As often happens in Vonnegut's novels, there is really only one character (in this case, Rudy Waltz), a narrative voice who ranges back and forth over a given period (his life and those of his parents), describing the other characters, whom the reader rarely confronts directly. Rudy is a failure as a playwright, but he is a good cook, and he spices his narrative with recipes. Rudy settles down to a career as a pharmacist, but he is interrupted at his duties almost nightly by callers asking if he is Deadeye Dick, who accidentally shot a pregnant woman, so he is not allowed to forget his scapegoat fate. Rudy is living in Haiti when he begins to tell his story.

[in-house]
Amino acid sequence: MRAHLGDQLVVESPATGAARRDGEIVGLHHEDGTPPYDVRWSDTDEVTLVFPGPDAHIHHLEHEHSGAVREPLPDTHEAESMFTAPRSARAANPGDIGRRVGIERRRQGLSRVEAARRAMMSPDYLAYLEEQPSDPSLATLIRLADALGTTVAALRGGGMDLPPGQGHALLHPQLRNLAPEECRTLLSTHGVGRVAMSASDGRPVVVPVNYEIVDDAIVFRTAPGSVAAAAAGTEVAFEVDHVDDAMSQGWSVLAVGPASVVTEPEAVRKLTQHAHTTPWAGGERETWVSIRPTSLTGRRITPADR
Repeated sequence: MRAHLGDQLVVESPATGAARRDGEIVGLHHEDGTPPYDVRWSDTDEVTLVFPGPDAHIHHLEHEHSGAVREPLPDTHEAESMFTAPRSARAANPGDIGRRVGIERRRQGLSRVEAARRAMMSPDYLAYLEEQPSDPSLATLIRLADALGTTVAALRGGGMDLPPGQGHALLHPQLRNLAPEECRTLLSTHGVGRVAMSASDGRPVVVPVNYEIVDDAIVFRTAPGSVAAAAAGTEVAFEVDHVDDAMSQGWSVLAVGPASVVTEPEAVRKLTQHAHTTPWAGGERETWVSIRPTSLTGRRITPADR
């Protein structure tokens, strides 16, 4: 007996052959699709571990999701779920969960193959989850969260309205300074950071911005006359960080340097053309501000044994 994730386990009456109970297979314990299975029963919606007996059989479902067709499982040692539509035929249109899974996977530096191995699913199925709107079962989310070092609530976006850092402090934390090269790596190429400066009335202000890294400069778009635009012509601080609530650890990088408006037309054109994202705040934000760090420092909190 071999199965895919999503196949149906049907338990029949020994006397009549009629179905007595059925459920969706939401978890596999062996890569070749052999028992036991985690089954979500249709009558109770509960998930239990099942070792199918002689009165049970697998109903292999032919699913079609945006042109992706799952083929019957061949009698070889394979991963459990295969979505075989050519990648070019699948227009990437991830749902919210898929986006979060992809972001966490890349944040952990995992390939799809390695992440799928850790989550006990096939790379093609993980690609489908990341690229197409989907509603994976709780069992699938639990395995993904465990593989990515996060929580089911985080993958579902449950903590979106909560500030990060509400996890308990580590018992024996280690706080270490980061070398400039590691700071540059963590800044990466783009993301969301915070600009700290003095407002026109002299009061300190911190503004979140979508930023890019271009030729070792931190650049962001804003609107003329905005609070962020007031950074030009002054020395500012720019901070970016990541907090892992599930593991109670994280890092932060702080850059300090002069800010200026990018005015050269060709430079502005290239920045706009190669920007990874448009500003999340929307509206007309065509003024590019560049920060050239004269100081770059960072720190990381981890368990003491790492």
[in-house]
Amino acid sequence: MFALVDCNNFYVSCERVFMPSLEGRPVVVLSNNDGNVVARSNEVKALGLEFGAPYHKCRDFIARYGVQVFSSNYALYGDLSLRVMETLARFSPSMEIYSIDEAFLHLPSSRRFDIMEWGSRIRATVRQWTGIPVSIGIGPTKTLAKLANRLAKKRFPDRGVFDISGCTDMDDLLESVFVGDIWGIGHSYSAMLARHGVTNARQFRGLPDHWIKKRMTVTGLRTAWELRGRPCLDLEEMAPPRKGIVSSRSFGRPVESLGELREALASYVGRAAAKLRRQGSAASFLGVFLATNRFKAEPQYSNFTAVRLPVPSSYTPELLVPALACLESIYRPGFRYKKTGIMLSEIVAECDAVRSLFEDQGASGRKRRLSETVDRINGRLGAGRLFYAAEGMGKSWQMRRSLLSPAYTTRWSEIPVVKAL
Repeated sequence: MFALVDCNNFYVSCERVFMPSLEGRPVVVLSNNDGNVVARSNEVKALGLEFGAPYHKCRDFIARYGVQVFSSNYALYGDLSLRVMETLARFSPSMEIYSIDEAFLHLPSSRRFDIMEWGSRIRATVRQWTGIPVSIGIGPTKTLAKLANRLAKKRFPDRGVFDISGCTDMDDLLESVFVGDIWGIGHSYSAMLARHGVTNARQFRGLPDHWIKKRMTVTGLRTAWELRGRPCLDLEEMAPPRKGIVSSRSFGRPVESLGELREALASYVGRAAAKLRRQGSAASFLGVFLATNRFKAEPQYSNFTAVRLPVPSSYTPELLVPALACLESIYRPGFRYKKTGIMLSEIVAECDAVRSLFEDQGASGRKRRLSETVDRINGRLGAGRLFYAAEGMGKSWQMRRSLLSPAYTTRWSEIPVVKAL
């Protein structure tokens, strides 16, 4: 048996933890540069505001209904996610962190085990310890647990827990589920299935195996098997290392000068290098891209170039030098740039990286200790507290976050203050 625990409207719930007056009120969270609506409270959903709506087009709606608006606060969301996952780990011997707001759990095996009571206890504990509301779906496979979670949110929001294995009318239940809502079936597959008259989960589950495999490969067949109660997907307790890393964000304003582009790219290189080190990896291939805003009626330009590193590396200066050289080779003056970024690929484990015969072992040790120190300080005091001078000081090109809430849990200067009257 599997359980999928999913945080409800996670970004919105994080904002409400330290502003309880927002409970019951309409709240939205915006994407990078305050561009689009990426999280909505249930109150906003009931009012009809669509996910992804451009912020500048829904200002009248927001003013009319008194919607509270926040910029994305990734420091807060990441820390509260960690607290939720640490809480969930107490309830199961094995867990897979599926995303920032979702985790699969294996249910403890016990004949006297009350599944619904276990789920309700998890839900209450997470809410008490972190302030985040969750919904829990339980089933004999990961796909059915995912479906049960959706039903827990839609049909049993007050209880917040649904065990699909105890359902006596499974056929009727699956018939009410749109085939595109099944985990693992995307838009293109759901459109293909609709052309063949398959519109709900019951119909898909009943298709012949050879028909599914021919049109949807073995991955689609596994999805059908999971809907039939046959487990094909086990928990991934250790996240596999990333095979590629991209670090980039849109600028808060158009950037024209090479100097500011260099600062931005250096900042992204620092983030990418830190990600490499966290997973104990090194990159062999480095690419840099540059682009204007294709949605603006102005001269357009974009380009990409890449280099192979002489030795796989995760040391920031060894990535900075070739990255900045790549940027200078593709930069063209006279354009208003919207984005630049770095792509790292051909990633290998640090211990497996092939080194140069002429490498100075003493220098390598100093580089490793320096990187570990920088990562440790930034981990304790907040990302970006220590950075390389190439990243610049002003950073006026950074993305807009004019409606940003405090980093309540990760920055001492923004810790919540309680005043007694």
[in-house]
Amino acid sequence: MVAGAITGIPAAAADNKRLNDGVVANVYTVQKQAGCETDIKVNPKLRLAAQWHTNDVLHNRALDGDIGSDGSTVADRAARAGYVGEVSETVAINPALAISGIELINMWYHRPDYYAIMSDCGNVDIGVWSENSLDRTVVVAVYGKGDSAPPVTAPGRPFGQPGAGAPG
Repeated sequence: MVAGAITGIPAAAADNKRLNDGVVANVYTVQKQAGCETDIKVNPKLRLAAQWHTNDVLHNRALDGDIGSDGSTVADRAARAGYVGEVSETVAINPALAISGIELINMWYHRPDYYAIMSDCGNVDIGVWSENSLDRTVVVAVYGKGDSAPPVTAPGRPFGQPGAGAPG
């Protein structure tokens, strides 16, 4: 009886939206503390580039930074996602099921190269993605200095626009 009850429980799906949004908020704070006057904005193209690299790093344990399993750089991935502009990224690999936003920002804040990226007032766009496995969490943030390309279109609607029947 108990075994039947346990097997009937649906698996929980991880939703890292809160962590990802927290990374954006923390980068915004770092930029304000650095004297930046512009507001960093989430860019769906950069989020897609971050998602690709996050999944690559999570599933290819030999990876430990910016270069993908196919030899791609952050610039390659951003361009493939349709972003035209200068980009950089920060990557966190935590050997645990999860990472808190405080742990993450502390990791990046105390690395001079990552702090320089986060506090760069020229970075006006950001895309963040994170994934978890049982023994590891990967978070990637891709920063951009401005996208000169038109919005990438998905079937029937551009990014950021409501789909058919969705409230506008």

The rest of Rudy's family is as strange as Vonnegut's characters usually are. His father supported his friend Hitler before World War II and is condemned for this action once hostilities occur; his mother is done in by her own mantelpiece, and brother Felix eventually becomes head of the National Broadcasting Company but forsakes it all to return to Midland City. Other characters include Fred T. Barry, owner of Barrytron, the largest employer in Midland City, but not a happy man, and Celia Hoover, whom Rudy loves but with whom he can never establish a relationship. She commits suicide by swallowing Drano.
Police Chief Francis X. Morissey is a person whose life may be compared to that of Rudy. When Rudy fires his fatal shot, Morissey at first wants to hush up the fact of the child's...
(The entire section is 371 words.)